Earlier this week, Genius, a song lyrics web site, accused Google of stealing its lyrics without a proper licensing agreement. Google responded to those accusations in a blog post Tuesday, saying, again, that it “licenses the lyrics text from third parties” and does “not crawl or scrape websites to source these lyrics.” However, it is going to begin attributing licensed content to its partners.

Why we should care. Google said it will “soon include attribution to the third party providing the digital lyrics text.” This is something Google does not often do when it comes to content it licenses to show in search results. It does show the source of information for featured snippets and other forms of content but typically not for licensed content. Now users and site owners will know for certain where licensed content was sourced from.

Payment for content. Because “music publishers often don’t have digital copies of the lyrics text,” Google said, “In these cases, we—like music streaming services and other companies—license the lyrics text from third parties.”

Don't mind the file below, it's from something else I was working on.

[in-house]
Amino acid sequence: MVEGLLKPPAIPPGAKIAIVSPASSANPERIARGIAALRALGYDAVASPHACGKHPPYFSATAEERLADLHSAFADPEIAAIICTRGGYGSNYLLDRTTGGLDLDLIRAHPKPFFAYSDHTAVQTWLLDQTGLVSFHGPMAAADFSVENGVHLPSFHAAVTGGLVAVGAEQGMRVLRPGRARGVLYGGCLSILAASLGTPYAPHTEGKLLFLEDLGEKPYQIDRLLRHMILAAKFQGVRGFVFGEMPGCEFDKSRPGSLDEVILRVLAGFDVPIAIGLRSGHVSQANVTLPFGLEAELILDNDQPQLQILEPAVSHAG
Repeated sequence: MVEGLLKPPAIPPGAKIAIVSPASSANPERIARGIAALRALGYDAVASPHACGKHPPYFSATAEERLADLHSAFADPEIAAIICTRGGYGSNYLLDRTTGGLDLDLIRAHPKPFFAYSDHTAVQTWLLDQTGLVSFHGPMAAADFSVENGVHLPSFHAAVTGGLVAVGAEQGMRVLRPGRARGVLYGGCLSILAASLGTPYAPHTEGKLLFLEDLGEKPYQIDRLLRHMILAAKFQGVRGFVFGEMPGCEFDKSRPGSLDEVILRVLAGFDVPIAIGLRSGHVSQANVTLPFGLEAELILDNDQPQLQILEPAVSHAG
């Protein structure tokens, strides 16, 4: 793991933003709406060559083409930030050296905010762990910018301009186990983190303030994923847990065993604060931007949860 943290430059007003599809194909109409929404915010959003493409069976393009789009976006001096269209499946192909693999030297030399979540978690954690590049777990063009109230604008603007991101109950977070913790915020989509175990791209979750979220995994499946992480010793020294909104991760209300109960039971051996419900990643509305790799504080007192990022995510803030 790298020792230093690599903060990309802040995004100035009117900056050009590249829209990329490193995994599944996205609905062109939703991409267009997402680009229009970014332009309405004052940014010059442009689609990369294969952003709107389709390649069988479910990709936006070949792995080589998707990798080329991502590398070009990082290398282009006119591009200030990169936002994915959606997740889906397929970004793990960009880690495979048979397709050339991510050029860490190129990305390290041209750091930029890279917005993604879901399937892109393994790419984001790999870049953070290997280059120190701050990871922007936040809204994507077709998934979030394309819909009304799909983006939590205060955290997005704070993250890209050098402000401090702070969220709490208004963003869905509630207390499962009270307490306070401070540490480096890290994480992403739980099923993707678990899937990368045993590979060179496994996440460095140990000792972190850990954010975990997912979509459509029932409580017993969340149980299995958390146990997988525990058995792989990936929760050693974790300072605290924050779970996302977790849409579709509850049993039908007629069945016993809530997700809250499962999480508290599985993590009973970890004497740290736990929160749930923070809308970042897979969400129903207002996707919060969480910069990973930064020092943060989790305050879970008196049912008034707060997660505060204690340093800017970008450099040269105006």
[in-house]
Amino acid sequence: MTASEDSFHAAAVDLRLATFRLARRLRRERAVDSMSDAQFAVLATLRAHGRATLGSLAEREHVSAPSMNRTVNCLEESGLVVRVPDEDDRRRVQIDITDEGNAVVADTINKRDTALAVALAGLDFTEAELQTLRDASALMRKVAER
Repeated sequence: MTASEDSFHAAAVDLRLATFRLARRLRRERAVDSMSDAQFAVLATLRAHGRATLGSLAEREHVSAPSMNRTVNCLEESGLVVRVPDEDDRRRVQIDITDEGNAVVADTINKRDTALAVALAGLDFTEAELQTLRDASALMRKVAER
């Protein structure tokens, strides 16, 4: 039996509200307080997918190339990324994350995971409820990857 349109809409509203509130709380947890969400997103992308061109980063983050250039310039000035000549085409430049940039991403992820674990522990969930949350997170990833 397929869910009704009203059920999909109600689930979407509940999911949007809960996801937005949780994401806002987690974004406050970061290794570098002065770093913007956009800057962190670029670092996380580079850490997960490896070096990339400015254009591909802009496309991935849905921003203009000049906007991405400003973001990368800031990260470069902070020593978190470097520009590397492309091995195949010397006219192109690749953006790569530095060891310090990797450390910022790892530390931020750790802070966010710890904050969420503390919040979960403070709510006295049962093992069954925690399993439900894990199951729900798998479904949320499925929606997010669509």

Google said it licenses this content to “ensure that the songwriters are paid for their creative work.” Google wrote, “To do that, we pay music publishers for the right to display lyrics, since they manage the rights to these lyrics on behalf of the songwriters.”

LyricFind. LyricFind is a Google licensing partner, and may be the source of the Genius content appearing in Google’s search results. LyricFind published an explanation on its web site Monday, saying, “Some time ago, Ben Gross from Genius notified LyricFind that they believed they were seeing Genius lyrics in LyricFind’s database. As a courtesy to Genius, our content team was instructed not to consult Genius as a source. Recently, Genius raised the issue again and provided a few examples. All of those examples were also available on many other lyric sites and services, raising the possibility that our team unknowingly sourced Genius lyrics from another location. As a result, LyricFind offered to remove any lyrics Genius felt had originated from them, even though we did not source them from Genius’ site. Genius declined to respond to that offer. Despite that, our team is currently investigating the content in our database and removing any lyrics that seem to have originated from Genius.”


About The Author

google-to-add-attribution-to-licensed-lyrics-providers Google to add attribution to licensed lyrics providers
Barry Schwartz is Search Engine Land’s News Editor and owns RustyBrick, a NY based web consulting firm. He also runs Search Engine Roundtable, a popular search blog on SEM topics.

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